SJ's speech at 12th Heads of Prosecuting Agencies Conference (English only)


Distinguished guests, ladies and gentlemen:

On behalf of the Department of Justice, may I extend my warmest welcome to all our guests tonight, especially those who came from overseas to attend the 12th Heads of Prosecuting Agencies Conference (HOPAC).

It is an honour for the Department of Justice to have the privilege to host this biennial conference in Hong Kong. Since the first conference held in Sydney in 1991, HOPAC has established itself as an important forum for useful exchange of views and sharing of experience on matters essential to the proper provision of prosecution services.

The theme of this 12th Conference is "Challenges to a modern prosecution service: moving with the times". This theme, if I may say, is as well chosen as apposite. The ultimate objective of any criminal justice system is to serve and protect the people of the relevant community. As our society evolves, our criminal justice system and thus prosecution service have to appropriately develop so as to meet the changing needs of our society.

Like it or not, the world is changing, and perhaps changing significantly and rapidly. Globalisation, regional integration as well as technological advances including those concerning computer and Internet technology have contributed to changes on a global, national and local level. Besides, no jurisdiction can be completely immune from what is going on in other jurisdictions.

To ensure that our prosecution services can meet the challenges of the modern and ever changing world, there is a need to share experience and to conduct comparative studies on issues of common concerns so that we can learn from each other. Professor Richard Vogler, who advocated a comparative or global perspective of criminal justice, wrote in his work "A World View of Criminal Justice" (Note 1) as follows (Note 2):

"Criminal justice can no longer be seen as a purely local phenomenon. Its historical roots lie in the global communication of ideas and procedures in the great periods of imperial expansion and revolution. In the contemporary era of electronic communication, vastly increased international commerce and travel, our common interest in fair and efficient criminal procedure everywhere is all too apparent."

The attractions of comparative studies hardly require detailed elaboration. Sir Anthony Mason, in an article discussing the use of comparative law in Hong Kong, described such attractions as follows (Note 3):

"In many situations, it will be instructive to ascertain how the same, a similar or a related question of law has been dealt with by the courts of another jurisdiction. No jurisdiction has a monopoly on judicial wisdom. It may be that the courts of another jurisdiction have succeeded in evolving an approach to a particular problem which is superior to that so far adopted by the home jurisdiction. It is possible that a foreign court, through adopting an approach similar to that accepted in the home jurisdiction, develops a refinement in the application of that approach - a refinement which throws light on the resolution of the problem."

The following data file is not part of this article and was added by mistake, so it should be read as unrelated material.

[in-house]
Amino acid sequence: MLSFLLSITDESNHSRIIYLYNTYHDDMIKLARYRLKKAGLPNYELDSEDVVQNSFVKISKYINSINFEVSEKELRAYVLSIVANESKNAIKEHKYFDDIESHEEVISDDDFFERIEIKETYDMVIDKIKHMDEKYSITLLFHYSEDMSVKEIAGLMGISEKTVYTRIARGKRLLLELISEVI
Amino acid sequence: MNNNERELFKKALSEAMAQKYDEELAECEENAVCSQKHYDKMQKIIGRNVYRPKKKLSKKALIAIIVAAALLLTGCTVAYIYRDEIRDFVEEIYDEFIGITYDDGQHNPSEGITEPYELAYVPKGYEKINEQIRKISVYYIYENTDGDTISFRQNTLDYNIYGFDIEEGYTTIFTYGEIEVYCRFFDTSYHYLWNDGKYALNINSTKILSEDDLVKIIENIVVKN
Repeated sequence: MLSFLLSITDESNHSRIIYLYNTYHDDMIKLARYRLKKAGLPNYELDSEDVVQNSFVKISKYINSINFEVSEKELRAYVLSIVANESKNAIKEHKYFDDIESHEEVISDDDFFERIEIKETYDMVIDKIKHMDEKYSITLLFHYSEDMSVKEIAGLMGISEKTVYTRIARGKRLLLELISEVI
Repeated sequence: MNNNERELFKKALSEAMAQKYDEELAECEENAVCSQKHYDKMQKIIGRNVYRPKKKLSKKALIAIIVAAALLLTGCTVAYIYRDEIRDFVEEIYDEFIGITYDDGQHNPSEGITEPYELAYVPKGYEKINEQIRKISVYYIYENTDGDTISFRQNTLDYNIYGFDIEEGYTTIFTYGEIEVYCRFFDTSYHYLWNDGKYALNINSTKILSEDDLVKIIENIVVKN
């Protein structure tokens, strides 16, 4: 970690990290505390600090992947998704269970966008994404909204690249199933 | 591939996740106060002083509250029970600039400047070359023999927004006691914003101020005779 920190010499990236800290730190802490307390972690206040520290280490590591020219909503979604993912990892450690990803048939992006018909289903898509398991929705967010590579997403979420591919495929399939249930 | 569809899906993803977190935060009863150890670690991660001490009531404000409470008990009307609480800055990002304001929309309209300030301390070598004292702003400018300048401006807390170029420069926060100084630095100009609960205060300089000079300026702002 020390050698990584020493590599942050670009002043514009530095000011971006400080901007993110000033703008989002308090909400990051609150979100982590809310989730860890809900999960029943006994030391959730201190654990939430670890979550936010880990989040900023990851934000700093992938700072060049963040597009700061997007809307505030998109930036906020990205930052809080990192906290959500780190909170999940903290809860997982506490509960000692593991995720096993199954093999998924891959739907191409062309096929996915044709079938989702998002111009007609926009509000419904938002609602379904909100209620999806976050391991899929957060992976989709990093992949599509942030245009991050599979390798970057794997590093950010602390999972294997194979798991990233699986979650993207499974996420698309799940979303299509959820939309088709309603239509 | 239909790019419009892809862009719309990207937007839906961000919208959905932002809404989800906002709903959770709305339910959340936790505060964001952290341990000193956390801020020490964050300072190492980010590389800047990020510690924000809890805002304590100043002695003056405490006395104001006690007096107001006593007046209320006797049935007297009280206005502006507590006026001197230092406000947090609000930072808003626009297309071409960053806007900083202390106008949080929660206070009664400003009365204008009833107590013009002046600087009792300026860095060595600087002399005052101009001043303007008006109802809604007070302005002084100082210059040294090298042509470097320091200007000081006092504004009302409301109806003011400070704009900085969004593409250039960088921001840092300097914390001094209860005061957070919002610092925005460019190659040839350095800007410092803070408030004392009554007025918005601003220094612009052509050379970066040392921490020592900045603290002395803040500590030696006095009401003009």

As we have over 40 heads of prosecution or their representatives attending this conference, I have no doubt that the collective wisdom and synergy so produced will bring about all the benefits of comparative studies and beyond, whether in terms of providing ideas for immediate solution or paving the way for future law reform.

I am equally confident that the network and mutual understanding built up as a result of this conference will also help to further enhance international, regional and transnational co-operation amongst prosecuting agencies. At this day and age, such co-operation is not a luxury but a must, especially for the purpose of combating certain types of criminal activities such as money laundering, cyberspace crime and drug trafficking.

On this note, may I wish the 12th Heads of Prosecuting Agencies Conference every success, and for those who travelled from overseas to attend this conference, may I also wish you an enjoyable stay in Hong Kong.

Thank you.

Note 1: Ashgate, Aldershot (2005). For an interesting review, see: Paul Roberts, "Comparative Criminal Justice Goes Global", Vol. 28, No. 2 (2008) Oxford Journal of Legal Studies 369.

Note 2: At pp. 2-3.

Note 3: Sir Anthony Mason, "The Place of Comparative Law in Developing the Jurisprudence on the Rule of Law and Human Rights in Hong Kong" (2007) 37 HKLJ, 299 (at 307).

Ends/Wednesday, May 29, 2013

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